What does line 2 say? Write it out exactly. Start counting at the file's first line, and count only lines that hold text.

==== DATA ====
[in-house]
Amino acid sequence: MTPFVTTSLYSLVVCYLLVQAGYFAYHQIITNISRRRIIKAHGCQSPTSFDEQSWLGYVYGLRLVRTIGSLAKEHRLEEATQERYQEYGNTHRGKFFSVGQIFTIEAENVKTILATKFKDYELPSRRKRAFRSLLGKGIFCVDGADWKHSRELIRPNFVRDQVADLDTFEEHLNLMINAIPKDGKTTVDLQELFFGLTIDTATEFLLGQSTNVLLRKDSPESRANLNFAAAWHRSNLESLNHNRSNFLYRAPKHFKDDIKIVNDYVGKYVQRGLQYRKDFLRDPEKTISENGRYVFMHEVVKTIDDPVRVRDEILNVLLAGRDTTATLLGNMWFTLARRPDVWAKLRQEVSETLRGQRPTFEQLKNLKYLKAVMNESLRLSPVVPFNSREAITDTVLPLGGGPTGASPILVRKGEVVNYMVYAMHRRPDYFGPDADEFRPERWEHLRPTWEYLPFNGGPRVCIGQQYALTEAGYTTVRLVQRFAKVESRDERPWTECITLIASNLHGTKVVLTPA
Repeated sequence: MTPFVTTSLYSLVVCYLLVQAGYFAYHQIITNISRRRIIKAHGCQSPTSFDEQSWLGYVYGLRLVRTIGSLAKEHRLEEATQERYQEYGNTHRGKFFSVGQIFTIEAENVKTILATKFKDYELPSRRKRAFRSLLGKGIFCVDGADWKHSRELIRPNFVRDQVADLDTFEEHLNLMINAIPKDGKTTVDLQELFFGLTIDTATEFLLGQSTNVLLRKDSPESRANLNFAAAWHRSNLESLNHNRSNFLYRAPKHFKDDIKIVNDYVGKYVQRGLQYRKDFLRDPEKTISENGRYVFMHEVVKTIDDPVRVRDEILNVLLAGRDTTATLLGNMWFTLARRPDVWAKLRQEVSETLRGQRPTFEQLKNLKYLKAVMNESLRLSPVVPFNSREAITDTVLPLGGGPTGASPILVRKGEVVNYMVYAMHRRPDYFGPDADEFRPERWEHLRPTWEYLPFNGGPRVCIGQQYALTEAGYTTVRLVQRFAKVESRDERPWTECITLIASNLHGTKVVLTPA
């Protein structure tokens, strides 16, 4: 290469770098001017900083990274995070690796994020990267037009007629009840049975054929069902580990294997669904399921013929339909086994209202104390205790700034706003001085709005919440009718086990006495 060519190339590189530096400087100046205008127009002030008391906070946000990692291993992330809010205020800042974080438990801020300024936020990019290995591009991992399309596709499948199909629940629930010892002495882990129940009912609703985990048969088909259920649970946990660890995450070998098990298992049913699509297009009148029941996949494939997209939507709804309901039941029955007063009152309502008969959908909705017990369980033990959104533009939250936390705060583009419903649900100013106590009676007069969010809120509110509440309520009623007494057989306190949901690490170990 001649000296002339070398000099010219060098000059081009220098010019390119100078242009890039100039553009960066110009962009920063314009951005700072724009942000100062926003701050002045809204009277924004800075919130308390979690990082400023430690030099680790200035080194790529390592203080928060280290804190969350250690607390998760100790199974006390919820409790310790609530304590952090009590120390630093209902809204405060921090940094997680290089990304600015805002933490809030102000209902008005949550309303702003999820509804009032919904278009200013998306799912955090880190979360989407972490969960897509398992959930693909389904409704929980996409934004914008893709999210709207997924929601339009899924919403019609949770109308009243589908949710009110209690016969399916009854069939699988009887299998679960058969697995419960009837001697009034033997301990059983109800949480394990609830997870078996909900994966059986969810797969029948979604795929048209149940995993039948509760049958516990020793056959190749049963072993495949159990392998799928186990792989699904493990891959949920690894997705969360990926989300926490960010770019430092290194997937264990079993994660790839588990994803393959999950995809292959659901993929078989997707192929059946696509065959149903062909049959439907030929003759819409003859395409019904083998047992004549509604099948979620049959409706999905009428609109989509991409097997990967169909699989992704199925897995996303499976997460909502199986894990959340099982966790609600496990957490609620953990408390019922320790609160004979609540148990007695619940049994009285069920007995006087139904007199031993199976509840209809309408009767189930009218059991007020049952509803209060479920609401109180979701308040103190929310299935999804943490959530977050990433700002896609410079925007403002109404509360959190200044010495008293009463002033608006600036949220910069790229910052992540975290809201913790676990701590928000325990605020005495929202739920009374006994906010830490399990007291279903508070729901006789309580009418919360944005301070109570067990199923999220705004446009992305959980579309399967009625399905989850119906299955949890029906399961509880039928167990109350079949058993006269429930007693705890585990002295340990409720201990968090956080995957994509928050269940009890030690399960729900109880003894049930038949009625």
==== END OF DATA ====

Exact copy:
Amino acid sequence: MTPFVTTSLYSLVVCYLLVQAGYFAYHQIITNISRRRIIKAHGCQSPTSFDEQSWLGYVYGLRLVRTIGSLAKEHRLEEATQERYQEYGNTHRGKFFSVGQIFTIEAENVKTILATKFKDYELPSRRKRAFRSLLGKGIFCVDGADWKHSRELIRPNFVRDQVADLDTFEEHLNLMINAIPKDGKTTVDLQELFFGLTIDTATEFLLGQSTNVLLRKDSPESRANLNFAAAWHRSNLESLNHNRSNFLYRAPKHFKDDIKIVNDYVGKYVQRGLQYRKDFLRDPEKTISENGRYVFMHEVVKTIDDPVRVRDEILNVLLAGRDTTATLLGNMWFTLARRPDVWAKLRQEVSETLRGQRPTFEQLKNLKYLKAVMNESLRLSPVVPFNSREAITDTVLPLGGGPTGASPILVRKGEVVNYMVYAMHRRPDYFGPDADEFRPERWEHLRPTWEYLPFNGGPRVCIGQQYALTEAGYTTVRLVQRFAKVESRDERPWTECITLIASNLHGTKVVLTPA